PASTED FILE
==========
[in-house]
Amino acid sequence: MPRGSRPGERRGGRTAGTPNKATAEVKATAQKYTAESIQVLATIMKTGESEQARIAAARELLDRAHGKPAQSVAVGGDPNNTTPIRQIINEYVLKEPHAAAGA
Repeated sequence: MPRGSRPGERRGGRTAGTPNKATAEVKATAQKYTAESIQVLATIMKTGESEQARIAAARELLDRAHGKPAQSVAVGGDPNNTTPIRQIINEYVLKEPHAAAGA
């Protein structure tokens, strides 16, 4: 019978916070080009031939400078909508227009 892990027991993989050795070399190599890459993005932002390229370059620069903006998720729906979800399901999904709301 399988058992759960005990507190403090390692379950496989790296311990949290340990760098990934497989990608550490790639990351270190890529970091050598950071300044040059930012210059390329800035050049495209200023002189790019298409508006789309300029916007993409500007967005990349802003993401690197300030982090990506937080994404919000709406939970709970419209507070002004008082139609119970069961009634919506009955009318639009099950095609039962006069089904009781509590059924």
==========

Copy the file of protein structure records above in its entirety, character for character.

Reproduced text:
[in-house]
Amino acid sequence: MPRGSRPGERRGGRTAGTPNKATAEVKATAQKYTAESIQVLATIMKTGESEQARIAAARELLDRAHGKPAQSVAVGGDPNNTTPIRQIINEYVLKEPHAAAGA
Repeated sequence: MPRGSRPGERRGGRTAGTPNKATAEVKATAQKYTAESIQVLATIMKTGESEQARIAAARELLDRAHGKPAQSVAVGGDPNNTTPIRQIINEYVLKEPHAAAGA
């Protein structure tokens, strides 16, 4: 019978916070080009031939400078909508227009 892990027991993989050795070399190599890459993005932002390229370059620069903006998720729906979800399901999904709301 399988058992759960005990507190403090390692379950496989790296311990949290340990760098990934497989990608550490790639990351270190890529970091050598950071300044040059930012210059390329800035050049495209200023002189790019298409508006789309300029916007993409500007967005990349802003993401690197300030982090990506937080994404919000709406939970709970419209507070002004008082139609119970069961009634919506009955009318639009099950095609039962006069089904009781509590059924």